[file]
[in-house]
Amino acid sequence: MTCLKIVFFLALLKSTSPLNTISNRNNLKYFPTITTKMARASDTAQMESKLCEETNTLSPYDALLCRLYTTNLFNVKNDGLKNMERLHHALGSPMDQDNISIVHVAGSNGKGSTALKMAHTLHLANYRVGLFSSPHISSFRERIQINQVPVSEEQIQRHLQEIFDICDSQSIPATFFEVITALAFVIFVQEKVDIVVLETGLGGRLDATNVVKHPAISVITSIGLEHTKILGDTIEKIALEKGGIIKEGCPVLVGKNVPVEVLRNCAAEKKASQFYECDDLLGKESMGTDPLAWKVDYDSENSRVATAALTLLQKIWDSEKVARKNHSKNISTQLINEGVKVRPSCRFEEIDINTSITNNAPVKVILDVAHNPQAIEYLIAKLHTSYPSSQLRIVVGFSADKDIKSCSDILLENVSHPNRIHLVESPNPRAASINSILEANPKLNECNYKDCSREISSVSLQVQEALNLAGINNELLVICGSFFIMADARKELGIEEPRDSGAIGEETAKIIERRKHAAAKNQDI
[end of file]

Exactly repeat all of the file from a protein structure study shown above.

[in-house]
Amino acid sequence: MTCLKIVFFLALLKSTSPLNTISNRNNLKYFPTITTKMARASDTAQMESKLCEETNTLSPYDALLCRLYTTNLFNVKNDGLKNMERLHHALGSPMDQDNISIVHVAGSNGKGSTALKMAHTLHLANYRVGLFSSPHISSFRERIQINQVPVSEEQIQRHLQEIFDICDSQSIPATFFEVITALAFVIFVQEKVDIVVLETGLGGRLDATNVVKHPAISVITSIGLEHTKILGDTIEKIALEKGGIIKEGCPVLVGKNVPVEVLRNCAAEKKASQFYECDDLLGKESMGTDPLAWKVDYDSENSRVATAALTLLQKIWDSEKVARKNHSKNISTQLINEGVKVRPSCRFEEIDINTSITNNAPVKVILDVAHNPQAIEYLIAKLHTSYPSSQLRIVVGFSADKDIKSCSDILLENVSHPNRIHLVESPNPRAASINSILEANPKLNECNYKDCSREISSVSLQVQEALNLAGINNELLVICGSFFIMADARKELGIEEPRDSGAIGEETAKIIERRKHAAAKNQDI